Excitement. Passion. Unity. Global Awareness. High Expectations For Young People. 

What a great description! If only we could find something these adjectives describe besides a world sporting event occurring every two years by rotation. 

Why doesn't this describe everyday life? Why doesn't this describe society at large? Why doesn't this describe THE CHURCH?

Olympians have an ultimate goal that is worth all suffering. Olympians have trainers that push them to be the best in the world. Therefore, Olympians have dedication far beyond what most people can begin to comprehend. 

In the above paragraph, I should be able to replace the word "Christian" with the word "Olympian." 

Christians have an ultimate goal that is worth all suffering: Jesus. Christians have the Spirit within them transforming and sanctifying and encouraging them into the image of Christ. Therefore, Christians have dedication and commitment to Christ to the death, far beyond what most people can begin to comprehend. 

I'm not giving a cheesy "everybody should be excited about TEAM GOD" or that kind of thing. But I do think the church  - as an institute and as individual believers - needs to reevaluate what our passion and excitement and expectations are. 

Olympians are a special breed of people, no doubt. But Christians are called to be holy, set apart, a royal priesthood, above and beyond everything else in this world. Maybe we should take a clue from these super-athletes, who run hard to win a prize that perishes. We need to run much harder for the glory that will never fade or diminish. 

Do you not know that in a race all the runners run, but only one gets the prize? Run in such a way as to get the prize. Everyone who competes in the games goes into strict training. They do it to get a crown that will not last; but we do it to get a crown that will last forever. Therefore I do not run like a man running aimlessly; I do not fight like a man beating the air. No, I beat my body and make it my slave so that after I have preached to others, I myself will not be disqualified for the prize. I Corinthians 9:24-27

Sunday, August 3, 2008

I know I am loved by the King

"I know I am loved by the King and it makes my heart want to sing..."

I saw this quote, which is part of a song by Chris Tomlin, and it just jerked something inside of me. 

The King loves me. 
  • Me! with all my pitiful mistakes, my repeat failures, my willful disobedience, my flaws and shortcomings.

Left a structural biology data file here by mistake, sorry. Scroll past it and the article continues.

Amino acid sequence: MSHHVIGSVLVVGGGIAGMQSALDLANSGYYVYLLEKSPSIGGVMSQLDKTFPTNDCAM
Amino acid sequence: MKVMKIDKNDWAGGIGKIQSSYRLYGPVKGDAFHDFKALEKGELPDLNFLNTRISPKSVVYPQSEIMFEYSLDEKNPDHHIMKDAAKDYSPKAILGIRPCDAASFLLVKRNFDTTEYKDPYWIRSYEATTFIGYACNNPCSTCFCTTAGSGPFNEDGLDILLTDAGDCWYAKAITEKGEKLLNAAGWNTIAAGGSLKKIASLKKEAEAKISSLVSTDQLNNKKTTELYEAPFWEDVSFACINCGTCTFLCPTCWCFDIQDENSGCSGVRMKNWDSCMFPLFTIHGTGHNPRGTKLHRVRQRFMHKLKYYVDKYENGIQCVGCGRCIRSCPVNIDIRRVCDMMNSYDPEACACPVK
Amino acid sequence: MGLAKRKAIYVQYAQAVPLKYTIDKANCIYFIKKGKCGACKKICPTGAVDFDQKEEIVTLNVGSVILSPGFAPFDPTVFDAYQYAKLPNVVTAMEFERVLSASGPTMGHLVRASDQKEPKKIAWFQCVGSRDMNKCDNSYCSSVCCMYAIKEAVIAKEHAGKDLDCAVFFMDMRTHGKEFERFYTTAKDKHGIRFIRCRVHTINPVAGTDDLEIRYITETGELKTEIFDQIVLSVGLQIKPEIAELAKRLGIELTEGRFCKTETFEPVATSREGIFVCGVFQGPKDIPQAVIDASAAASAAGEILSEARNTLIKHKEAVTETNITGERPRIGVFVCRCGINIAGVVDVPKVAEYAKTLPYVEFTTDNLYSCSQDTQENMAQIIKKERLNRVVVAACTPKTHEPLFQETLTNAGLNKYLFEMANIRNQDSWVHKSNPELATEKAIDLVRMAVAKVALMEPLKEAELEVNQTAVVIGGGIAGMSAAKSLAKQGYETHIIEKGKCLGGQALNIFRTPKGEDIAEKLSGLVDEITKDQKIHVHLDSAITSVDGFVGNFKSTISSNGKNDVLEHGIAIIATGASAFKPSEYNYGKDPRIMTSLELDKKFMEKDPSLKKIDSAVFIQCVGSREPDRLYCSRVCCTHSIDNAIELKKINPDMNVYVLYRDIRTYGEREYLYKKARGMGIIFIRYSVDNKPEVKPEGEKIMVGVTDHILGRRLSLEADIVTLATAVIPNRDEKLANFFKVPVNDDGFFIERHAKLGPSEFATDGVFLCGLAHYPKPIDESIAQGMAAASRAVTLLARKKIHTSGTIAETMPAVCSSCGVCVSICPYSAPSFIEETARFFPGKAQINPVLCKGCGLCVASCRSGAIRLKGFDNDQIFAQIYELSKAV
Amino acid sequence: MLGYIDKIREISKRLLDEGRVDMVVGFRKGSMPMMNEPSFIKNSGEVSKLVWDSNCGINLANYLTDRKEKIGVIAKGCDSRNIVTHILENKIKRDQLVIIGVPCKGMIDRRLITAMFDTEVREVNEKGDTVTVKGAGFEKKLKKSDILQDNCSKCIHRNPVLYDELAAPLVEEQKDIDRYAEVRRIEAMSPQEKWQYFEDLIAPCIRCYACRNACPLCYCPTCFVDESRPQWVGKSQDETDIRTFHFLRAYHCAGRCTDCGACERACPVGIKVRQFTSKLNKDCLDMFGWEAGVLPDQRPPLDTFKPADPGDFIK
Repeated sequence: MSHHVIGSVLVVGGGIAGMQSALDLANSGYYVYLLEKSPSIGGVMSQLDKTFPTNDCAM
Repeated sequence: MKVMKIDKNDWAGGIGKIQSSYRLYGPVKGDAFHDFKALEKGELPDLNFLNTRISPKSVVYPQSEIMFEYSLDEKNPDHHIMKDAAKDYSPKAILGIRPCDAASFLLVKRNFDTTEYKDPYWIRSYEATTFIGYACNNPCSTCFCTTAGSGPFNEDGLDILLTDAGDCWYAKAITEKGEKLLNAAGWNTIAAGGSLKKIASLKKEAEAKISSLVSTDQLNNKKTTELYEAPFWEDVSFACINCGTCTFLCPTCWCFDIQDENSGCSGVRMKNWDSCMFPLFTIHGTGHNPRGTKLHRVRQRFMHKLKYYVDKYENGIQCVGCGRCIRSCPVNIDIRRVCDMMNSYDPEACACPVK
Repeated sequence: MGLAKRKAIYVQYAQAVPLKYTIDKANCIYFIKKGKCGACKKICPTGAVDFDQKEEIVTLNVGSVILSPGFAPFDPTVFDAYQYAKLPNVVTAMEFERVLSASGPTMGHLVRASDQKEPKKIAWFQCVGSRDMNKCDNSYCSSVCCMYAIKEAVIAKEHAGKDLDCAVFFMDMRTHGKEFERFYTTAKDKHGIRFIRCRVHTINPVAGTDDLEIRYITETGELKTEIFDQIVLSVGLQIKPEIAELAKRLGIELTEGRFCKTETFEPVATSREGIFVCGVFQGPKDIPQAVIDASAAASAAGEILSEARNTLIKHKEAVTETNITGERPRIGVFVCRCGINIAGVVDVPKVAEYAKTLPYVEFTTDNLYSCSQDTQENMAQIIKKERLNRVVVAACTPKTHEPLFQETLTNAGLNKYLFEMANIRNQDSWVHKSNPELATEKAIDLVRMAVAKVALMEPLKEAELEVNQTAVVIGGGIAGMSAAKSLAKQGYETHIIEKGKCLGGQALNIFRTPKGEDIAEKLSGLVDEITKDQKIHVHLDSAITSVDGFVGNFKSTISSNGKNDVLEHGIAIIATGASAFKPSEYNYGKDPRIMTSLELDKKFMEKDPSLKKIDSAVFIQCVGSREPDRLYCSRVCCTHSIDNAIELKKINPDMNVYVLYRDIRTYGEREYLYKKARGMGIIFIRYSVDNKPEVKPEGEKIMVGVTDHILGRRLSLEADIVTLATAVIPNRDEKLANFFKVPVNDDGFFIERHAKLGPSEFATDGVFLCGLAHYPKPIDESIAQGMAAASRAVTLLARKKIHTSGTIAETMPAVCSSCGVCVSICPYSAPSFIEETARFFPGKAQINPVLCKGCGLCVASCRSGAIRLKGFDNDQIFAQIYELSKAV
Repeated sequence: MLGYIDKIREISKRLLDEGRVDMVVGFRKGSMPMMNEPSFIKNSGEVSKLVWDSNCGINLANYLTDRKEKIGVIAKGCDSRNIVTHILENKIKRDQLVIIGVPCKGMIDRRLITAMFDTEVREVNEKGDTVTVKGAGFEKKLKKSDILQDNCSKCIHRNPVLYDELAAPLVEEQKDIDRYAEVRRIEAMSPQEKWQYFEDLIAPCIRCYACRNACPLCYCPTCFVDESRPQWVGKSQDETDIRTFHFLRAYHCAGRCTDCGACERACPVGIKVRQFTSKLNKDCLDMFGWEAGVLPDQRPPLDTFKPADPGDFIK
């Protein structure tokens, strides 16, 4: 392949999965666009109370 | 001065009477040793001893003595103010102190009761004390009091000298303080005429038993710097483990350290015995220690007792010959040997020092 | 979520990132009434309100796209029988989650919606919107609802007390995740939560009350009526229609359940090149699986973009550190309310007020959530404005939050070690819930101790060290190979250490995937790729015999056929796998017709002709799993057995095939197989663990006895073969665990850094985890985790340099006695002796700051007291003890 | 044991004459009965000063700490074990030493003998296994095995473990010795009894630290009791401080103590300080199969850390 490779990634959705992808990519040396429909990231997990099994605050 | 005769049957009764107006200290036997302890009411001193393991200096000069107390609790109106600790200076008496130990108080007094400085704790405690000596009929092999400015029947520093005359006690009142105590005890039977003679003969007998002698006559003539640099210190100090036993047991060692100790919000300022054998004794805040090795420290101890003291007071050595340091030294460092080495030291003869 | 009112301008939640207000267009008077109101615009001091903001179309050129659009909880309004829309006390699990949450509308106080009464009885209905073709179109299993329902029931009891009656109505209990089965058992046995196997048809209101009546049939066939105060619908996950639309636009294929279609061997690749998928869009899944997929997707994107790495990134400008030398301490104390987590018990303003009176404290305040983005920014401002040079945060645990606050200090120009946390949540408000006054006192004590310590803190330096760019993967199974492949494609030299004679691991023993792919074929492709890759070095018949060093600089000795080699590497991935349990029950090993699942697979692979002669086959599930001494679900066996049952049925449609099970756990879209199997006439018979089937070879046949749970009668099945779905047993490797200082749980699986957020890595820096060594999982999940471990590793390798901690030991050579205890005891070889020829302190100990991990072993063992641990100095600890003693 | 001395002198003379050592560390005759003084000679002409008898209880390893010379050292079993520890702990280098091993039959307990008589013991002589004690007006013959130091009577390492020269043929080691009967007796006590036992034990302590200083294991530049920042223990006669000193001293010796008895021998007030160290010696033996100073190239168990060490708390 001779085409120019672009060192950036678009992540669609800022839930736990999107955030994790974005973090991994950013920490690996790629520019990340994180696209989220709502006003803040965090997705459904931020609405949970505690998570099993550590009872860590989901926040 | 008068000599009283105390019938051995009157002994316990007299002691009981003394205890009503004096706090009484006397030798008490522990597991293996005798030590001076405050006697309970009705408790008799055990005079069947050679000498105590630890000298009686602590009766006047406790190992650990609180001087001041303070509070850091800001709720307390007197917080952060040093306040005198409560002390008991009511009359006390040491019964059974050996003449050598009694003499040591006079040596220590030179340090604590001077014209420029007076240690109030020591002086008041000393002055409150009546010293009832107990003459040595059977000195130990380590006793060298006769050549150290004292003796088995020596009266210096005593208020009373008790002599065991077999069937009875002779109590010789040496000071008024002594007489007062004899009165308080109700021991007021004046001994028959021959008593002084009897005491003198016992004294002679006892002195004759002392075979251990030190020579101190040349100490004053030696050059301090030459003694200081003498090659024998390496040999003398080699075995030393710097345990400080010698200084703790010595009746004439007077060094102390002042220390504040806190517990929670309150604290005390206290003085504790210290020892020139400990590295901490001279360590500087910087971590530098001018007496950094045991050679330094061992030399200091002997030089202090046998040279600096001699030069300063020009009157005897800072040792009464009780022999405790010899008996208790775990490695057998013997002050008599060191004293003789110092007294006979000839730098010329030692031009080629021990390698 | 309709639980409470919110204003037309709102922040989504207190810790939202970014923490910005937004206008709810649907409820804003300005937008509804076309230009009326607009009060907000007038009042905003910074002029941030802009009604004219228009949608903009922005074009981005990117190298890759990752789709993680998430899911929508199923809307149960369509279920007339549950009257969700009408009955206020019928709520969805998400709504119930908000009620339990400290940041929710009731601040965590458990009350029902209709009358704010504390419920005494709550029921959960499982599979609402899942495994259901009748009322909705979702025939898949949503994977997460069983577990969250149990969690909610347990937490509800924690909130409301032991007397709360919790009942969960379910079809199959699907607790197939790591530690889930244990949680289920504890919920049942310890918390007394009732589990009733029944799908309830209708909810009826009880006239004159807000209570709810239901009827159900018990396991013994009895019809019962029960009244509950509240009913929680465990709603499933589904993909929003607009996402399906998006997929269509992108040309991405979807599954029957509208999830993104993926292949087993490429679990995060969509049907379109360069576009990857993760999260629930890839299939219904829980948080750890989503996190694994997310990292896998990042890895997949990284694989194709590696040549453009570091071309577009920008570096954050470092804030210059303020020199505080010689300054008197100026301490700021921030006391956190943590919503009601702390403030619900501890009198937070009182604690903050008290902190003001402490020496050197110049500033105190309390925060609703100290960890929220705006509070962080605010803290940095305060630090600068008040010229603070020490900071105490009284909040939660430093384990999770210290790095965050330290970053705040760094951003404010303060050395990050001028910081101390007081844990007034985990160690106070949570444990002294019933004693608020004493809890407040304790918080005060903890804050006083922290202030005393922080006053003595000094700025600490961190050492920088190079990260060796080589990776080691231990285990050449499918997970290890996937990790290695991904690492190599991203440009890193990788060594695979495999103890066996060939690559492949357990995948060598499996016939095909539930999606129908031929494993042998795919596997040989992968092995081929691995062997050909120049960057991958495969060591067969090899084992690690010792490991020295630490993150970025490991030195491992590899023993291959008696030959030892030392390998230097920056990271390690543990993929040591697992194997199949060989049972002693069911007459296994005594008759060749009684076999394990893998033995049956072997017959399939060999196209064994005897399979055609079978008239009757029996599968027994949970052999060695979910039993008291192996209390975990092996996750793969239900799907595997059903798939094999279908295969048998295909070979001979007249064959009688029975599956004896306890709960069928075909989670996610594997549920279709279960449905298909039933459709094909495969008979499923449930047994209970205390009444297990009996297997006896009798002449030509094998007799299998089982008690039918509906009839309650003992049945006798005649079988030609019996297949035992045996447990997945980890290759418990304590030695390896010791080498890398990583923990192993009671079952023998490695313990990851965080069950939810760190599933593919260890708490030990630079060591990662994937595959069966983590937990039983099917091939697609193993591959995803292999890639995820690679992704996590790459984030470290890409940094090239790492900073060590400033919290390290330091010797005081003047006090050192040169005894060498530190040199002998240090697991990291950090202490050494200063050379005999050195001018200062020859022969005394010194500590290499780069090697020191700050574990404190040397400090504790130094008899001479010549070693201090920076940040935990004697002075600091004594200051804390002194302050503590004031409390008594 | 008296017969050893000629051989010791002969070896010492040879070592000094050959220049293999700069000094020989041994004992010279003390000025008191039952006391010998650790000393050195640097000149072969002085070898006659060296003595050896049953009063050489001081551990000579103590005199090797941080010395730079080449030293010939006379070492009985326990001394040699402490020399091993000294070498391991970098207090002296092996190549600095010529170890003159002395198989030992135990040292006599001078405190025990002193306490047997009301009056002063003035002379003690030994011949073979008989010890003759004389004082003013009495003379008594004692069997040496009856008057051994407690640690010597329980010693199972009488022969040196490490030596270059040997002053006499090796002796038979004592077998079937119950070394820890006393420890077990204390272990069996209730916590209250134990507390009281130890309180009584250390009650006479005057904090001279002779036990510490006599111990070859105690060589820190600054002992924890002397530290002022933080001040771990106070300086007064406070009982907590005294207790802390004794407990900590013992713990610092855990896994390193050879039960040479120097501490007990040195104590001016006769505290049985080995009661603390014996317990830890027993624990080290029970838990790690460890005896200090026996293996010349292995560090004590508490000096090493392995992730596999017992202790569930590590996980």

• Me! with all my lofty dreams and misplaced priorities and great imagination- all the things He must prick and rupture. 
  • Me! the sinner He died to save long before I even knew or cared that He existed. 
  • Me! now the sinner saved by grace, who keeps testing the limits of that grace -albeit often unconsciously- as I  stray and sin, yet again.

The King loves me. 

How, why, I do not know. But if I know even the littlest part of this truth (because Truth is Truth, even if we don't understand all of it yet), that The King loves me, how can I not sing? How can I not LIVE - truly live, as in the zoe life, abundant life, the life that is Christ? How can I desire sin, much less actually do anything that would in any way separate me from this King?

I know sanctification is process, it takes a lifetime, my old man is struggling with the new life in Christ, yada yada yada. I get that. We can't just jump from point A to point B and be done with it. 

BUT IT SEEMS TO ME that there should come a point of no return. A time when I realize all that I have in Christ and the absolute trash of the world. There should come a place where I understand, at least a little, of who Jesus The King is, and what He offers me - and this should propel me past all the entangling sin and the dead weight and the crap that beckons me to stay in and of this world. 

There should come a point when all I desire is to know Jesus, and Him crucified and risen and alive- when that is all I want, and no sin or pain or hell will keep me from pursuing this. 

Some would call this the moment of salvation, but perhaps it's more like Wesley's second work of grace or something. I don't know. But we see Paul struggling with his sin (Romans 7) long after justification and well into the process of sanctification. I think there comes a point in our Christian walk when we must choose to pursue God after we've experienced 'salvation.' I'm not making statements on predestination and that debate, or writing systematic theology to be studied by posterity (in other words, don't overanalyze what is spilling out of my gut into cyberspace). 

I'm just at a place of no return where I must choose radical discipleship or fall back and be content with the recycled religion I can spew out of my dark heart so easily

What would my life look like if I actually lived as if "I know I am loved by the King." I think my heart would be doing more than singing - I think it would be changing the world. 

I've been told that the only appropriate answer to radical grace is radical discipleship. I've been given radical grace. Let's see what radical discipleship looks like.